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Argininosuccinate synthetase

Argininosuccinate synthetase

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Argininosuccinate synthase (ASS) is an enzyme that catalyzes the synthesis of argininosuccinate
Argininosuccinic acid
Argininosuccinic acid is a chemical compound that is a basic amino acid.-Reactions:Some cells synthesize argininosuccinic acid from citrulline and aspartic acid and use it as a precursor for arginine in the urea cycle or citrulline-NO cycle...

 from citrulline
Citrulline
The organic compound citrulline is an α-amino acid. Its name is derived from citrullus, the Latin word for watermelon, from which it was first isolated in 1930.It has the idealized formula H2NCNH3CHCO2H...

 and aspartate
Aspartic acid
Aspartic acid is an α-amino acid with the chemical formula HOOCCHCH2COOH. The carboxylate anion, salt, or ester of aspartic acid is known as aspartate. The L-isomer of aspartate is one of the 20 proteinogenic amino acids, i.e., the building blocks of proteins...



ASS is responsible for the third step of the urea cycle
Urea cycle
The urea cycle is a cycle of biochemical reactions occurring in many animals that produces urea from ammonia . This cycle was the first metabolic cycle discovered , five years before the discovery of the TCA cycle...

 and one of the reactions of the Citrulline-NO cycle.

Gene


The gene
Gene
A gene is a molecular unit of heredity of a living organism. It is a name given to some stretches of DNA and RNA that code for a type of protein or for an RNA chain that has a function in the organism. Living beings depend on genes, as they specify all proteins and functional RNA chains...

 that encodes for this enzyme, ASS, is located on chromosome 9
Chromosome 9 (human)
125px|rightChromosome 9 is one of the 23 pairs of chromosomes in humans. People normally have two copies of this chromosome, as they normally do with all chromosomes...

. In humans, ASS is expressed mostly in the cells of liver
Liver
The liver is a vital organ present in vertebrates and some other animals. It has a wide range of functions, including detoxification, protein synthesis, and production of biochemicals necessary for digestion...

 and kidney
Kidney
The kidneys, organs with several functions, serve essential regulatory roles in most animals, including vertebrates and some invertebrates. They are essential in the urinary system and also serve homeostatic functions such as the regulation of electrolytes, maintenance of acid–base balance, and...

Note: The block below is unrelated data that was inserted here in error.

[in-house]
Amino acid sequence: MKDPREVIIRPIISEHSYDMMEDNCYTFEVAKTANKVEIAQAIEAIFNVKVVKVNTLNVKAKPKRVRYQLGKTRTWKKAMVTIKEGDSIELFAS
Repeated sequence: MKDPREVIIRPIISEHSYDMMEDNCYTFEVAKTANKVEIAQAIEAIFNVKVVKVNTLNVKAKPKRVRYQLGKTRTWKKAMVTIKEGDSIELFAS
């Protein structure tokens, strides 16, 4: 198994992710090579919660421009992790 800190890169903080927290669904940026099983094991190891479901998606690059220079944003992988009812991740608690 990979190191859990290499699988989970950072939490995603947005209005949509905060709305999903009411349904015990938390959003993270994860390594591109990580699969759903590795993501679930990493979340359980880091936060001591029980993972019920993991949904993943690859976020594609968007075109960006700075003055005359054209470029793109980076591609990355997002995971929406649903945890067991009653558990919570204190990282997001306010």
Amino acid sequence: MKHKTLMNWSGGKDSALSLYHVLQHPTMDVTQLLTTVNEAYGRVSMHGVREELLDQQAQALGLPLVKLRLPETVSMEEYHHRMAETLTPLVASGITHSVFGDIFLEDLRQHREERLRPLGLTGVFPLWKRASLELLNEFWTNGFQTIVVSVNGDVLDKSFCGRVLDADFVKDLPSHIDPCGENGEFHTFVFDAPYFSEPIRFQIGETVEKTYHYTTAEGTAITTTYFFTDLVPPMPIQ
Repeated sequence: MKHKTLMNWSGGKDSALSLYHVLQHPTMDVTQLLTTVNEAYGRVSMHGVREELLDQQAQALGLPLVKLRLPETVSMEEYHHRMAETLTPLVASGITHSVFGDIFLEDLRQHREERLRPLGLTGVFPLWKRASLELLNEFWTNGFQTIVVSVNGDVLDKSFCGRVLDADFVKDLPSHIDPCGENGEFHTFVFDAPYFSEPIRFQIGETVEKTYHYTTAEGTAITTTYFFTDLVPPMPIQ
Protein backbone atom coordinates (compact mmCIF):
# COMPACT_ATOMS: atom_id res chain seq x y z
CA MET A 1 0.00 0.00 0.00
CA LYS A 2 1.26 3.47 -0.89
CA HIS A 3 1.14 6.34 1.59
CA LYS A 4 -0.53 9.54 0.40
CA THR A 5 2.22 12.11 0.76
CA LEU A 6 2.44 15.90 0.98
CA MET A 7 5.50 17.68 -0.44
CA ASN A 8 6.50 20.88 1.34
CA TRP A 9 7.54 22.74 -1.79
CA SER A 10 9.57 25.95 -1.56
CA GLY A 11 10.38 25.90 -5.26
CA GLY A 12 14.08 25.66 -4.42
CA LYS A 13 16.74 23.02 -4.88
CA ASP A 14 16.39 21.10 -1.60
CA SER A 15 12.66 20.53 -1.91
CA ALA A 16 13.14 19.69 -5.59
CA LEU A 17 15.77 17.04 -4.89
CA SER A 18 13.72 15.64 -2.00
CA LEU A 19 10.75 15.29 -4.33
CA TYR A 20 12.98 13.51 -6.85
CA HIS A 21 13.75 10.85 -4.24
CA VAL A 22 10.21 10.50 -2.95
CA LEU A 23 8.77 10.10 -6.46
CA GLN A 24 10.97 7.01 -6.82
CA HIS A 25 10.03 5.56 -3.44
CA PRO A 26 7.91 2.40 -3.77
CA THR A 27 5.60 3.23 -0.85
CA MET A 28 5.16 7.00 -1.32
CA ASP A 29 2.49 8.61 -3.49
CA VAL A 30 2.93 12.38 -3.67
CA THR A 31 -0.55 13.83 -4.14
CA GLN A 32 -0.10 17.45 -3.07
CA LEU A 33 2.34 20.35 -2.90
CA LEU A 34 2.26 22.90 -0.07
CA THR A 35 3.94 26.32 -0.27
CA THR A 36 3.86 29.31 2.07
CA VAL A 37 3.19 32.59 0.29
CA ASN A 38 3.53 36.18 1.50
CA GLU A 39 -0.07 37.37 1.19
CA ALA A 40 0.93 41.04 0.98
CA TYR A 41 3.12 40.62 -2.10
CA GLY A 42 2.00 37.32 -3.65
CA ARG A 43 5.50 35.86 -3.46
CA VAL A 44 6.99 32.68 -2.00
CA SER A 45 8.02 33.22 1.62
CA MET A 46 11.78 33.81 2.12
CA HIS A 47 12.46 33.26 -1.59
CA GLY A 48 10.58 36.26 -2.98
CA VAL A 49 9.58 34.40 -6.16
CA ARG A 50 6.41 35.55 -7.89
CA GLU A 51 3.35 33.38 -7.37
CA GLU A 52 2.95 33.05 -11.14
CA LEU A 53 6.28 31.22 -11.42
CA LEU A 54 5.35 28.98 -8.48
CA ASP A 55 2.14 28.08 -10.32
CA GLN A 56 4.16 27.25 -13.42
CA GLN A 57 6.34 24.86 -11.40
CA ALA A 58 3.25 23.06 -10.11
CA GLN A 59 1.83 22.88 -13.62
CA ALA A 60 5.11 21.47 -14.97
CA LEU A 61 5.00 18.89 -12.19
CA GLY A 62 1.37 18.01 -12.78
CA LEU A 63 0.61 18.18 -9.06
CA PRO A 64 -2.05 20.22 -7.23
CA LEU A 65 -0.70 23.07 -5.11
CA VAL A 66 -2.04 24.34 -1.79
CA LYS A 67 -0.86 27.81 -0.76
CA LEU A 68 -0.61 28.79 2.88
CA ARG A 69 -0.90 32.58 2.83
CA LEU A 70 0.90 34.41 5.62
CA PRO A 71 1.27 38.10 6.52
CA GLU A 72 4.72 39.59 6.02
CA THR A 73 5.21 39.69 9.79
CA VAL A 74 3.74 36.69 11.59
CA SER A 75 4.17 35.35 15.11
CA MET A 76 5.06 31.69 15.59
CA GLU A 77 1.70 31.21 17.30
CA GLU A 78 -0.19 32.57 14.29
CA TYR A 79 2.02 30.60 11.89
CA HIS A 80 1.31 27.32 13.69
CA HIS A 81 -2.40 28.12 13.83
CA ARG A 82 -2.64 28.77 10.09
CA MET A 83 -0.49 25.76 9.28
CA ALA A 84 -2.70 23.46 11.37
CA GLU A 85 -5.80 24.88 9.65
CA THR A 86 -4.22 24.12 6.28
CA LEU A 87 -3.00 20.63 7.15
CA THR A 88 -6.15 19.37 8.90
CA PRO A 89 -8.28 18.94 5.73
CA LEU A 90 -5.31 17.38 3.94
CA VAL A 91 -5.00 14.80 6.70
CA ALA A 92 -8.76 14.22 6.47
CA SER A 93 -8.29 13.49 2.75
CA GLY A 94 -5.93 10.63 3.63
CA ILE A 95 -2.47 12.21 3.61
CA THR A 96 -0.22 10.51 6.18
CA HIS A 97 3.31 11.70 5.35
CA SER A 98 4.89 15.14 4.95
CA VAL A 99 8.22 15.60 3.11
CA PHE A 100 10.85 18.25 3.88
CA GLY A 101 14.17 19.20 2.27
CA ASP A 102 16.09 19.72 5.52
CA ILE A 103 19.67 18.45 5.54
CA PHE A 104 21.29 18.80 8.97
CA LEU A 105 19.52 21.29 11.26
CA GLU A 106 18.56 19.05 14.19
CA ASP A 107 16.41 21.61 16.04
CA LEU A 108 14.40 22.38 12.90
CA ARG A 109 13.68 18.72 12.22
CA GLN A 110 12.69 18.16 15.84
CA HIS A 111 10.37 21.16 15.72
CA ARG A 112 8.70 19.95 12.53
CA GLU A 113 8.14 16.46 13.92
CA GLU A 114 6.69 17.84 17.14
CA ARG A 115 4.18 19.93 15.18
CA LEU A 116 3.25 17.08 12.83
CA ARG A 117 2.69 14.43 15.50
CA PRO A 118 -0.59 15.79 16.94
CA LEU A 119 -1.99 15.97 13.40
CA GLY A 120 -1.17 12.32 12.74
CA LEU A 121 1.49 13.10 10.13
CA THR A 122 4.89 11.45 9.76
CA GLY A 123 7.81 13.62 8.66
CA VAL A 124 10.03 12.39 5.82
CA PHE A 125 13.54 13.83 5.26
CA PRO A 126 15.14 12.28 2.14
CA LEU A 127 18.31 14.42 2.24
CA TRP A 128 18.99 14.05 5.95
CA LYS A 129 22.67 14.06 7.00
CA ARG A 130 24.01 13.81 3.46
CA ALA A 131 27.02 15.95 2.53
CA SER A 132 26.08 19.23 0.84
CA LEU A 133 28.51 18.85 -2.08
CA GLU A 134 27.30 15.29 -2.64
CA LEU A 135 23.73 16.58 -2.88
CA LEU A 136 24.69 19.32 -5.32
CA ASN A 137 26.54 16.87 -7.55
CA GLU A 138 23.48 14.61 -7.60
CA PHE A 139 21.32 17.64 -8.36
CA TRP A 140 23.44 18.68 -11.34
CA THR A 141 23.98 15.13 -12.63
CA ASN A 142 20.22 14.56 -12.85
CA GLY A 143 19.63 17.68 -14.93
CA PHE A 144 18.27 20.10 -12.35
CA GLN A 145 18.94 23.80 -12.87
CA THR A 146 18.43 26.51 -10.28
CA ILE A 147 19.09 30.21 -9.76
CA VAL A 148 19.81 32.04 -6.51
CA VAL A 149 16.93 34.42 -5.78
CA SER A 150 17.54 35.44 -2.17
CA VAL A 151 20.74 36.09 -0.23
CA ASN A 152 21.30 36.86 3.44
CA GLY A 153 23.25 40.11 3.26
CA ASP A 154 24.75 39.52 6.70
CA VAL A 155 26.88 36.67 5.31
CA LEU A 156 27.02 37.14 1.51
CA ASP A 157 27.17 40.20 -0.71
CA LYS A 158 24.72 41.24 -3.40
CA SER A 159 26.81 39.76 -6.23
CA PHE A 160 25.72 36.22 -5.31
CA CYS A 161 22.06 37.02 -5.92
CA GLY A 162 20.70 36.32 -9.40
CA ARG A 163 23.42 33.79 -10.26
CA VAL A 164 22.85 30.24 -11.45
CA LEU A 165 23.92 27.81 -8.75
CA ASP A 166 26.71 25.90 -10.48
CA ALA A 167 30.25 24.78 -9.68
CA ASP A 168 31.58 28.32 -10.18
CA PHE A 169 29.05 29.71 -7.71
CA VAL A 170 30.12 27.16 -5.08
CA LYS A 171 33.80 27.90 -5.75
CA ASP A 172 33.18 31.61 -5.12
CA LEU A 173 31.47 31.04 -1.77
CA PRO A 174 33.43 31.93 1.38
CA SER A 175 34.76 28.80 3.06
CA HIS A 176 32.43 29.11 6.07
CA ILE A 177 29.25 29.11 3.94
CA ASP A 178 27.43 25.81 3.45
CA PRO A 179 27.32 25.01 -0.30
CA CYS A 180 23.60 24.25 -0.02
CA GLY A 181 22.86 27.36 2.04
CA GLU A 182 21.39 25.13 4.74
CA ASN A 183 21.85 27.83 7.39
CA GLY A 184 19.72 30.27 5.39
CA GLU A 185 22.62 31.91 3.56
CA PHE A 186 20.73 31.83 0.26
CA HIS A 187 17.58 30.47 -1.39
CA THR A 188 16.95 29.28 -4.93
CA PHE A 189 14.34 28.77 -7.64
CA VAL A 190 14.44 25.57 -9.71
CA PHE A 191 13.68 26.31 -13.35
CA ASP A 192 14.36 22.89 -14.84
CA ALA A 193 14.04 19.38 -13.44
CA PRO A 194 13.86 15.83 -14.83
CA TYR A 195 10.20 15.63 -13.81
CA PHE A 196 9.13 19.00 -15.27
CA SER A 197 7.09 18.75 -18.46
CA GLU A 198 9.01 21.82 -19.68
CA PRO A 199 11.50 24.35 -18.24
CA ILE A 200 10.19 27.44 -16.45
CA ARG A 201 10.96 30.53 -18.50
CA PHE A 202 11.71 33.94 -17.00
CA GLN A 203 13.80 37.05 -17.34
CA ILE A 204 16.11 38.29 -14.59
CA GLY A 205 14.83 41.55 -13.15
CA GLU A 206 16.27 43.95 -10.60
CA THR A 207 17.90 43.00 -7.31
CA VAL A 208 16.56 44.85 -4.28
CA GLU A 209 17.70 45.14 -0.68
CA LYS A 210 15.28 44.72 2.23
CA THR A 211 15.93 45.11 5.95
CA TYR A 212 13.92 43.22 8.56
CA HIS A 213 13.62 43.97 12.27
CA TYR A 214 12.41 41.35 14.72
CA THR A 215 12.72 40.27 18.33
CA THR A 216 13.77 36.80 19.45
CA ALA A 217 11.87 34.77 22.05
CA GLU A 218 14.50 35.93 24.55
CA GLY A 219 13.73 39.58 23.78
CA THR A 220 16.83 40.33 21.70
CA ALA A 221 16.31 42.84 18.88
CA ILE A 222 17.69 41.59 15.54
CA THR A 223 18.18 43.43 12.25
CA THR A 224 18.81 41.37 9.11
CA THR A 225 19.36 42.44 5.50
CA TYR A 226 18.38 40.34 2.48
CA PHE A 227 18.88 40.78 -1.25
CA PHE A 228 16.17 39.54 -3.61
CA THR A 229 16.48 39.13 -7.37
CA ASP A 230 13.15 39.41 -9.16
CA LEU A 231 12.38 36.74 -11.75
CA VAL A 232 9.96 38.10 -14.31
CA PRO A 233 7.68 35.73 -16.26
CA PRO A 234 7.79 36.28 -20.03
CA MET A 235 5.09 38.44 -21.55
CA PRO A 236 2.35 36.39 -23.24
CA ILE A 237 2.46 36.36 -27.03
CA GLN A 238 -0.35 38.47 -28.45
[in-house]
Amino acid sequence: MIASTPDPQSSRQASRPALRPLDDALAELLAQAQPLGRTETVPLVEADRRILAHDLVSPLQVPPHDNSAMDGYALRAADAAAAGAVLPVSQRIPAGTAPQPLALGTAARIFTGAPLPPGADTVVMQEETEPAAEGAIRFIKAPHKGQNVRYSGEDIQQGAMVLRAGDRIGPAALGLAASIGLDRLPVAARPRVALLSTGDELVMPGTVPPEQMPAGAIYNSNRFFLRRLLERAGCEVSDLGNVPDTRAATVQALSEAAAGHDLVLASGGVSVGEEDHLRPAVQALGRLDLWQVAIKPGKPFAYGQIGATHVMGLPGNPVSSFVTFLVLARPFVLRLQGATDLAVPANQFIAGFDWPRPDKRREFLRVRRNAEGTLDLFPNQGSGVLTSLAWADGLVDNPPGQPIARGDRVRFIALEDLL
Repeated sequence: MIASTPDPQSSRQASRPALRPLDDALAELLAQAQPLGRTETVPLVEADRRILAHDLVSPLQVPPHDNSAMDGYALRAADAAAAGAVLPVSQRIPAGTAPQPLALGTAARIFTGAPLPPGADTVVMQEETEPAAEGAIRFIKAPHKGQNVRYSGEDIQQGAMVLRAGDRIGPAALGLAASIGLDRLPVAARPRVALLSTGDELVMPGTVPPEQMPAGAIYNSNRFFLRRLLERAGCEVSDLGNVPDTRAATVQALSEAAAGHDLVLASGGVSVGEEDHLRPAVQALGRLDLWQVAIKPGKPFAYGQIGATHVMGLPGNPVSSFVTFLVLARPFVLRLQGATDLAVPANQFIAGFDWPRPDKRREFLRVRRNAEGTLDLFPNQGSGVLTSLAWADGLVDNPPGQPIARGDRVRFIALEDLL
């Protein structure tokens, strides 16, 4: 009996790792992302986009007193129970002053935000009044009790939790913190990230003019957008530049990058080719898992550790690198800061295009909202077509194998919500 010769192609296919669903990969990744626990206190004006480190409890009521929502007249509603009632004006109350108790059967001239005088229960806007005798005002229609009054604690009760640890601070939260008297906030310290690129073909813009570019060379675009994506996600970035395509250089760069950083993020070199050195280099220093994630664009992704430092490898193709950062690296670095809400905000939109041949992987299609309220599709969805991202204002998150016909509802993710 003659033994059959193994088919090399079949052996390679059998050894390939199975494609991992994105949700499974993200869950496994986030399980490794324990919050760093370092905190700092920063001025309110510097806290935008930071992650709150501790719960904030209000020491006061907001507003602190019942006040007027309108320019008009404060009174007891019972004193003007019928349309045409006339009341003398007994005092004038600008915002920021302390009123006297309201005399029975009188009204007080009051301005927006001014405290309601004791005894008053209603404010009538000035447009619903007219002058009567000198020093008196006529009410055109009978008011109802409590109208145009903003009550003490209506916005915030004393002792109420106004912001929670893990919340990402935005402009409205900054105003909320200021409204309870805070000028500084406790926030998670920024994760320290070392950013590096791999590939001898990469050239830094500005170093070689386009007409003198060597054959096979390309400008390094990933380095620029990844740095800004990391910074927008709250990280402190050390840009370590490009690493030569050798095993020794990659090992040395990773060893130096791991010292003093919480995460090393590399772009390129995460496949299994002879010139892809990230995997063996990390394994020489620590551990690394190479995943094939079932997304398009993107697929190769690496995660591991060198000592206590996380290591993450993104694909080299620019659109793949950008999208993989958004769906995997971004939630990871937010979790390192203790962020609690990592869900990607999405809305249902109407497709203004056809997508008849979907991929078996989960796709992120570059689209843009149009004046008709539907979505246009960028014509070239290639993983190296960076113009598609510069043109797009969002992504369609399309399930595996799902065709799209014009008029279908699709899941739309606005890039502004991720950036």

.

Pathology


Citrullinemia
Citrullinemia
Citrullinemia, also called citrullinuria, is an autosomal recessive urea cycle disorder that causes ammonia and other toxic substances to accumulate in the blood....

: At least 50 mutation
Mutation
In molecular biology and genetics, mutations are changes in a genomic sequence: the DNA sequence of a cell's genome or the DNA or RNA sequence of a virus. They can be defined as sudden and spontaneous changes in the cell. Mutations are caused by radiation, viruses, transposons and mutagenic...

s that cause type I citrullinemia have been identified in the ASS gene. Most of these mutations substitute one amino acid for another in ASS. These mutations likely affect the structure of the enzyme and its ability to bind to citrulline, aspartate, and other molecules. A few mutations lead to the production of an abnormally short enzyme that cannot effectively play its role in the urea cycle.

Defects in ASS disrupt the third step of the urea cycle, preventing the liver from processing excess nitrogen into urea. As a result, nitrogen (in the form of ammonia
Ammonia
Ammonia is a compound of nitrogen and hydrogen with the formula . It is a colourless gas with a characteristic pungent odour. Ammonia contributes significantly to the nutritional needs of terrestrial organisms by serving as a precursor to food and fertilizers. Ammonia, either directly or...

) and other byproducts of the urea cycle (such as citrulline) build up in the bloodstream. Ammonia is toxic, particularly to the nervous system
Nervous system
The nervous system is an organ system containing a network of specialized cells called neurons that coordinate the actions of an animal and transmit signals between different parts of its body. In most animals the nervous system consists of two parts, central and peripheral. The central nervous...

. An accumulation of ammonia during the first few days of life leads to poor feeding, vomiting
Vomiting
Vomiting is the forceful expulsion of the contents of one's stomach through the mouth and sometimes the nose...

, seizure
Seizure
An epileptic seizure, occasionally referred to as a fit, is defined as a transient symptom of "abnormal excessive or synchronous neuronal activity in the brain". The outward effect can be as dramatic as a wild thrashing movement or as mild as a brief loss of awareness...

s, and the other signs and symptoms of type I citrullinemia.

Treatment for this defect includes a low-protein diet and dietary supplementation with arginine
Arginine
Arginine is an α-amino acid. The L-form is one of the 20 most common natural amino acids. At the level of molecular genetics, in the structure of the messenger ribonucleic acid mRNA, CGU, CGC, CGA, CGG, AGA, and AGG, are the triplets of nucleotide bases or codons that codify for arginine during...

 and phenylacetate. Arginine allows the urea cycle to complete itself, creating the substrates needed to originally fix ammonia. This will lower blood pH. Additionally, phenylacetate reacts with backed-up glutamine, resulting on phenylacetoglutamine, which can be excreted renally.

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